Where does it come from? Tuvan throat singing, like the (not dissimilar-sounding) Aboriginal didgeridoo is said to physically connect the singers to the spirituality of the Tuvan mountainside. The singing styles were supposedly modelled on the harmonic resonances herders would find naturally occurring around valleys or waterfalls, with some vocal styles configured to mimic the sounds of animals, wind or water. Inuit tradition doesn’t actually posit throat singing as music in itself, it evolved and continues as a game or competition that Inuit women would play to pass the time, the first woman to lose pace, run out of breath or start laughing is the loser.

Why is it classic? Throat singers sound as though they have a whole orchestra of instruments, that could never be invented by human hands, caged inside their bodies. It is ancient soul music.

What’s the best ever throat singing song? It’s not really a “song” medium, so don’t expect it to click with you instantly, but start with Tagaq and Huun Huur Tu.

Five facts and things

Tanya Tagaq admits she was not good at traditional competitive Inuit singing. It was by removing the technique from its role as a game, and imbuing her singing with deep emotion, that she found a new musical language.

There are some examples of overtone singing in European classical music. Stockhausen’s awesome Stimmung, for instance, or Tan Dun’s Water Passion after St Matthew.

The most famous non-traditional throat singer was the American blues musician Paul Pena, who brought self-taught throat singing into his bottleneck blues, and who in the 1999 documentary Genghis Blues travelled to Tuva to compete in throat singing contests.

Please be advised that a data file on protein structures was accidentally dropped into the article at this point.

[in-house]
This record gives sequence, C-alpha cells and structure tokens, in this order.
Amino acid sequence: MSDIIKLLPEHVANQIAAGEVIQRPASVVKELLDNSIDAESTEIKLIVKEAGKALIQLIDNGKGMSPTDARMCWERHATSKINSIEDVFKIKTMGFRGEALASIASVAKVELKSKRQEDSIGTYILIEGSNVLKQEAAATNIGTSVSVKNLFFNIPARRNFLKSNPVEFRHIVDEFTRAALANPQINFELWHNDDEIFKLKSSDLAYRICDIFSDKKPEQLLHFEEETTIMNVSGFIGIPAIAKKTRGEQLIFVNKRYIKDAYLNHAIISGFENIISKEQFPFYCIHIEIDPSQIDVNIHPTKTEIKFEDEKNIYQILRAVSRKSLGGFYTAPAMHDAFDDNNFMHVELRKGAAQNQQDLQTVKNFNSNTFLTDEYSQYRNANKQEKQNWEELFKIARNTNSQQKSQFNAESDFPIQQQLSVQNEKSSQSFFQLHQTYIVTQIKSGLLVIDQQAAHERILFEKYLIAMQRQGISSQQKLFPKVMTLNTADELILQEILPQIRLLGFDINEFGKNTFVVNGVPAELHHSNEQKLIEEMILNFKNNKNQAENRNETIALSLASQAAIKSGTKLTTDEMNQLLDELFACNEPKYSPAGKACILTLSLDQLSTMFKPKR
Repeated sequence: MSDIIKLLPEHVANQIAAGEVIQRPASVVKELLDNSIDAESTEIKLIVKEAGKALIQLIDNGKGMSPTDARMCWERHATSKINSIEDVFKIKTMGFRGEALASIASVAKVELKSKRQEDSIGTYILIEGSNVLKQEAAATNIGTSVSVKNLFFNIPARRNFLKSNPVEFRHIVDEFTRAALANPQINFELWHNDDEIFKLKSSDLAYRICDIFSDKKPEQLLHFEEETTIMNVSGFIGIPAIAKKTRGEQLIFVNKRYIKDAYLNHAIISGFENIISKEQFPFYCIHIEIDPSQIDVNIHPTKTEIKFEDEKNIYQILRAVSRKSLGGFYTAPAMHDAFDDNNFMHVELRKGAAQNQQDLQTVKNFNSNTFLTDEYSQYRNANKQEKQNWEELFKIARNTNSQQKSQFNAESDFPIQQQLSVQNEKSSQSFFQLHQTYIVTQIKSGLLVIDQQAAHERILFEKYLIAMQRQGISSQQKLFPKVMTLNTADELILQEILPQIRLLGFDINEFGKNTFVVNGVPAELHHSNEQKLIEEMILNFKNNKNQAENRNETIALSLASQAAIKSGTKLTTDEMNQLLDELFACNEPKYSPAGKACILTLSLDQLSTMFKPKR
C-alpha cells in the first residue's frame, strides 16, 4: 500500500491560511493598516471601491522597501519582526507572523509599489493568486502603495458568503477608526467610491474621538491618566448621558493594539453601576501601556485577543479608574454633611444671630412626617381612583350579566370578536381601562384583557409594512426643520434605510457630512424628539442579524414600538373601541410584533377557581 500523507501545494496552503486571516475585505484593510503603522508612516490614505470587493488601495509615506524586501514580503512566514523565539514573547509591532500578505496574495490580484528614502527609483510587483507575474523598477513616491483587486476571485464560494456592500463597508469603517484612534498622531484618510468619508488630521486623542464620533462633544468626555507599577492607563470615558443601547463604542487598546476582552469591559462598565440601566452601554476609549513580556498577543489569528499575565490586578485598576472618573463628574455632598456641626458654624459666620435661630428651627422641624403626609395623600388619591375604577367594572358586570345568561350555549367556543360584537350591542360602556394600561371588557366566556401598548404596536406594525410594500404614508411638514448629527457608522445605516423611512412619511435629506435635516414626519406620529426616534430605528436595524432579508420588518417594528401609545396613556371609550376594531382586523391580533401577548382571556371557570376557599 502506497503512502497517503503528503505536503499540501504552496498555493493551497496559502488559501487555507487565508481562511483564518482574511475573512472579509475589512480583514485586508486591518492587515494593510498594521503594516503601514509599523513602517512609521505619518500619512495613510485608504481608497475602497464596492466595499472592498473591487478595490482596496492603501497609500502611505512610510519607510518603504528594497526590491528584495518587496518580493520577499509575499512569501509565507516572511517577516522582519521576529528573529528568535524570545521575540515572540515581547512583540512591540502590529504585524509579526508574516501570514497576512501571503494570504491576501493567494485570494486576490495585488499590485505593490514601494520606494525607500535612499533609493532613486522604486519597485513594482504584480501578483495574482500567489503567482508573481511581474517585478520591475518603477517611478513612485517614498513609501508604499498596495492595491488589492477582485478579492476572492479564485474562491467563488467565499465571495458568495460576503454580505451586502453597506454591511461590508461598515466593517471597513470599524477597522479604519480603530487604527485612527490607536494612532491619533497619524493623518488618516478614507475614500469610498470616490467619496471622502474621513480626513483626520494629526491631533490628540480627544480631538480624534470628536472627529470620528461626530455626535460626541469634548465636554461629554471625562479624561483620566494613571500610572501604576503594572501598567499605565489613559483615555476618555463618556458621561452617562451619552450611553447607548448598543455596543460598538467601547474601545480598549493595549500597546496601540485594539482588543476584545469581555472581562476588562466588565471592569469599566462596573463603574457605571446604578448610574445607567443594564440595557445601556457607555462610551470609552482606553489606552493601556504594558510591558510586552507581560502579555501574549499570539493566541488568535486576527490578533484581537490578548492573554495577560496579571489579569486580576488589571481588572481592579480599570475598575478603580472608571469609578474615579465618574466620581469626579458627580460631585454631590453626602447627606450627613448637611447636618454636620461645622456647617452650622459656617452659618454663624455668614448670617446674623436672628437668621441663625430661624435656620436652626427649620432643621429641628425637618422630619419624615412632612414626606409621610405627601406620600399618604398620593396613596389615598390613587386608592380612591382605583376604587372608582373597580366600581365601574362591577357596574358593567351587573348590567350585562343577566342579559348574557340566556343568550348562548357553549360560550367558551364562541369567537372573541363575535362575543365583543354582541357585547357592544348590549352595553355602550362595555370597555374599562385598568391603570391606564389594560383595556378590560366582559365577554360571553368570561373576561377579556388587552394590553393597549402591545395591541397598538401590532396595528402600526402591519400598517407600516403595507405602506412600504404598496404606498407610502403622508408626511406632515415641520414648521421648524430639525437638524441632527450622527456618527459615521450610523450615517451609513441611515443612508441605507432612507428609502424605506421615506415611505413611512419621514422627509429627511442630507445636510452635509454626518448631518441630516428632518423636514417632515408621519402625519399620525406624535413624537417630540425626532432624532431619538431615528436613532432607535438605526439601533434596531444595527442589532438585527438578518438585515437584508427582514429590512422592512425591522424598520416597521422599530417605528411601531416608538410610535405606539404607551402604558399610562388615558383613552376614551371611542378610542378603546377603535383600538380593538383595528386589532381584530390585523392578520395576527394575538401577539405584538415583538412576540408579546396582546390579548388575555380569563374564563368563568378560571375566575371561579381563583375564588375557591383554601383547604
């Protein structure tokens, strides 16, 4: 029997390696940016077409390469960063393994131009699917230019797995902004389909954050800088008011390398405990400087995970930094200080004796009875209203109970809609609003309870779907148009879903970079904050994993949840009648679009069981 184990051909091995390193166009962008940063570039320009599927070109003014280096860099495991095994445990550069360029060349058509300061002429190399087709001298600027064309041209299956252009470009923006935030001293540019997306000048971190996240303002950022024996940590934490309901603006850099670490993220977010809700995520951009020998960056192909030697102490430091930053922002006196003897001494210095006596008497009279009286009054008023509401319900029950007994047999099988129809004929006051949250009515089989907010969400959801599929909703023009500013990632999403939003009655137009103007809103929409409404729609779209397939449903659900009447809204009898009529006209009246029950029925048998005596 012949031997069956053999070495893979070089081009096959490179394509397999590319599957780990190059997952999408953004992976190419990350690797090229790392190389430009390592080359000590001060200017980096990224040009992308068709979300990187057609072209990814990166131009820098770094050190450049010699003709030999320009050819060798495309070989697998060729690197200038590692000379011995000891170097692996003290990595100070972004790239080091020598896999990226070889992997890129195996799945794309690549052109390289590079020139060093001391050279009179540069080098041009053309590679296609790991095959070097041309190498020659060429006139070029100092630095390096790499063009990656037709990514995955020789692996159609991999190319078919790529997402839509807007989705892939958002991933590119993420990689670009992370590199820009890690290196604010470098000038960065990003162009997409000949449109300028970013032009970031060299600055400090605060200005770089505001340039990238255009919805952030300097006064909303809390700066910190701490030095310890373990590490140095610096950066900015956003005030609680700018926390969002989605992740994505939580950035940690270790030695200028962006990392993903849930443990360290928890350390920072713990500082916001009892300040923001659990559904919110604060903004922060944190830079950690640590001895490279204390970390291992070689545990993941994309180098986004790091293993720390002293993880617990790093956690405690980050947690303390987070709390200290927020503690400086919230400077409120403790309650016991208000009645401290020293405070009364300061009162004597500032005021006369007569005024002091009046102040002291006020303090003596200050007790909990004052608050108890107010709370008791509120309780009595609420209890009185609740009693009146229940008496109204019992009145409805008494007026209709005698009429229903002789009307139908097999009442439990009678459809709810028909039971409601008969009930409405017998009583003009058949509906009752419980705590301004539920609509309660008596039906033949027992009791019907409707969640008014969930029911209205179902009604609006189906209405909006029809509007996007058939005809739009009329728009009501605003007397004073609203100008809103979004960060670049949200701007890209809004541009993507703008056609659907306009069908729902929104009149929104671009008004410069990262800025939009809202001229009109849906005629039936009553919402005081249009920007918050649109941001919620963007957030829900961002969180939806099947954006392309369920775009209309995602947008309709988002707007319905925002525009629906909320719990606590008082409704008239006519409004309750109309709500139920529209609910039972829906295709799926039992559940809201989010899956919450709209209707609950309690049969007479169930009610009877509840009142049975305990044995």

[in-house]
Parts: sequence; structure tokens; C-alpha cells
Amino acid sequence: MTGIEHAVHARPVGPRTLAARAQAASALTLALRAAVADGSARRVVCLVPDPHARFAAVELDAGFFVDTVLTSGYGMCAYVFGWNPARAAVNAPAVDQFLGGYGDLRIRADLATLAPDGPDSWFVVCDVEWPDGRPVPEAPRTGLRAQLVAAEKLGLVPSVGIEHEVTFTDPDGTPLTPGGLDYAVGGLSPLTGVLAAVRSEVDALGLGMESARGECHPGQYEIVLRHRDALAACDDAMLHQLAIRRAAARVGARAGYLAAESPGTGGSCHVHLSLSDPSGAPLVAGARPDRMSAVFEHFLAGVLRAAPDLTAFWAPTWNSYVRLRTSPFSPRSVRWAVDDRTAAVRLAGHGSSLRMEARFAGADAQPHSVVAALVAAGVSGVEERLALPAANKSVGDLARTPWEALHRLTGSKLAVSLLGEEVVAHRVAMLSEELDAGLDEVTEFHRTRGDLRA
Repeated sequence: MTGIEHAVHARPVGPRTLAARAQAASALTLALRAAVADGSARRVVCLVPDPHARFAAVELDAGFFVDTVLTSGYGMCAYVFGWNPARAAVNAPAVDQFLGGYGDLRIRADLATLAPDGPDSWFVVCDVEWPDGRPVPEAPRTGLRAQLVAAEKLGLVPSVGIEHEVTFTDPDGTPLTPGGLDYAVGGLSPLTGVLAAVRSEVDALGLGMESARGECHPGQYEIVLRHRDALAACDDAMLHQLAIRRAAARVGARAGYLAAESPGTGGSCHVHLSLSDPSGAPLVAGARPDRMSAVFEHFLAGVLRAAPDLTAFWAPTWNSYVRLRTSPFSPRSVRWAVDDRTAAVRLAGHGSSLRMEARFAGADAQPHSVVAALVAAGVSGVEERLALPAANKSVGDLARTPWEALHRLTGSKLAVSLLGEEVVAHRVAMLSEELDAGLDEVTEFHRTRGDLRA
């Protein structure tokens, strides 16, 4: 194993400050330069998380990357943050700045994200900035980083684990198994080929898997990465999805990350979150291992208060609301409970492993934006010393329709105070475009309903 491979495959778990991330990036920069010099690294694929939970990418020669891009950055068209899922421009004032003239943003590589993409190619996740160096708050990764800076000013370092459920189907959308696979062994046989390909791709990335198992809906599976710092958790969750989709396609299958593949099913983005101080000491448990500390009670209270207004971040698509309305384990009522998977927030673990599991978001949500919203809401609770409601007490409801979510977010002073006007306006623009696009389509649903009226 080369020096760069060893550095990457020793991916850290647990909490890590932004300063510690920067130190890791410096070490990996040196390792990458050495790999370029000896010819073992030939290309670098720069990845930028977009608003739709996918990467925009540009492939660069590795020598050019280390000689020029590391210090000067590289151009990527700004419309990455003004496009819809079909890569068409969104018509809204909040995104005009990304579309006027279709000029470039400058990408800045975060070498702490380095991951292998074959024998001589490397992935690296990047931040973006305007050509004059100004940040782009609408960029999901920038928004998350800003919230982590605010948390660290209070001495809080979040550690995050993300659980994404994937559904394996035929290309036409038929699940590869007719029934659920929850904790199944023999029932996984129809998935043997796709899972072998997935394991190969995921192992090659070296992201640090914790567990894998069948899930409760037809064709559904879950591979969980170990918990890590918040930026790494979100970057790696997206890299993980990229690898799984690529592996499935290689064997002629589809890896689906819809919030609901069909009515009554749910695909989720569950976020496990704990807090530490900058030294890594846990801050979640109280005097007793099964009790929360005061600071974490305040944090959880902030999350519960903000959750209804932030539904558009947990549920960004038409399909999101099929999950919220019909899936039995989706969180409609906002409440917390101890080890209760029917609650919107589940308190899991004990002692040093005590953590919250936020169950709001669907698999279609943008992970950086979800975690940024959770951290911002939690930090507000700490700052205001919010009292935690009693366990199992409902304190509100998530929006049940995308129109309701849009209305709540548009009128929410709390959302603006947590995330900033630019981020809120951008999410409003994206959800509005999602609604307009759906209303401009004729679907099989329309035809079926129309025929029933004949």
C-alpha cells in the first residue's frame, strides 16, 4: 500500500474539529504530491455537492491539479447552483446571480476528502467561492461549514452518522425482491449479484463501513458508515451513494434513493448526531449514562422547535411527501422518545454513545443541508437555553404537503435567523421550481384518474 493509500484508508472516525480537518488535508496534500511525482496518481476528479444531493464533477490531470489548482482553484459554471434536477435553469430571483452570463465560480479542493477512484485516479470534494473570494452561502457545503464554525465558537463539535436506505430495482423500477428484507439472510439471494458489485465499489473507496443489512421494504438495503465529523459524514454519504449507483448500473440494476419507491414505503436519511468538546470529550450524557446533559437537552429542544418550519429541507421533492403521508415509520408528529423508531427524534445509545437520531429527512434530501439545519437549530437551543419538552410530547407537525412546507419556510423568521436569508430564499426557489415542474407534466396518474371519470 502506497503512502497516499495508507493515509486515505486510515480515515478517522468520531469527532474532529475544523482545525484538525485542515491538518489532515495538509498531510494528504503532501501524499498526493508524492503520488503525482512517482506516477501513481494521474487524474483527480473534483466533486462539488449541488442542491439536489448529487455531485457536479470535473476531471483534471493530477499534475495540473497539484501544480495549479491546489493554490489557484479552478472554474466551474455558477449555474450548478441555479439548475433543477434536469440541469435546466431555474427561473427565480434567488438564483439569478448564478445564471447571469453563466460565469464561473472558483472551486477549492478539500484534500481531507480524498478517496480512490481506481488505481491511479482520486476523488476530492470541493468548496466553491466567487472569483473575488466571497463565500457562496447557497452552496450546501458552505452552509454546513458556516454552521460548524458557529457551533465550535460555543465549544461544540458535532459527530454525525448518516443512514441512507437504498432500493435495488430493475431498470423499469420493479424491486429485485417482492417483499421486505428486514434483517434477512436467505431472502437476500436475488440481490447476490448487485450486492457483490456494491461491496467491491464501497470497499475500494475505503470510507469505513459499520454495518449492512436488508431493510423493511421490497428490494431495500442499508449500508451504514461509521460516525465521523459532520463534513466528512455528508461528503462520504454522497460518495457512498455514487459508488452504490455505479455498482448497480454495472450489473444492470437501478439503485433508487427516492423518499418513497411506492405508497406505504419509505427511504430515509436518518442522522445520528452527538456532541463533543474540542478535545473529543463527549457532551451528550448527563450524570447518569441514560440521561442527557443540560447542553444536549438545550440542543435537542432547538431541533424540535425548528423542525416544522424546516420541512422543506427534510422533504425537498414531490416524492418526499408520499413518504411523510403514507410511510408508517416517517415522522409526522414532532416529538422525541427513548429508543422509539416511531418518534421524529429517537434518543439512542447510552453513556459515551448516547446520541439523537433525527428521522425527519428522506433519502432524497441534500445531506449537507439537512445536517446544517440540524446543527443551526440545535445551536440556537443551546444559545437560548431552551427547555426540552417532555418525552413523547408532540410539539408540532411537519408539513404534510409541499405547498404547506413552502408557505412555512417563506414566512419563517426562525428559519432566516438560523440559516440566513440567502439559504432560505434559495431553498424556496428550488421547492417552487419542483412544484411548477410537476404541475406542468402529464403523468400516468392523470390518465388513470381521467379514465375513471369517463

What is it in the European musical psyche that links overtone singing to the demonic? Tenores is the profane counterpoint to cuncordu, Sardinia’s sacred polyphonic choir music. The styles are differentiated by the use of overtone singing in tenores, which also allocates roles in a four man-choir to each emulate the sounds of wind, sheep and cows.

There are four main disciplines of Tuvan overtone singing: khorekteer (“chest voice”), khomeii (a swirling, wind-like sound), sygyt (piercing, whistling bird noises), and kargyraa (the deep growling sound, said to be a figurative depiction of winter in Tuvan folklore).

Tanya Tagaq photos from the recent concert in Prague

Tanya Tagaq photos from the recent concert in Prague:

Tanya Tagaq at Festival Barroquisimo

Tanya Tagaq with Cris Derksen (cello) and Michael Red (DJ)
Recorded in Puebla, Mexico, May 1st 2010
Thanks to Festival Barroquisimo and Miguel Angel Valdes Alavez of Nexos Producciones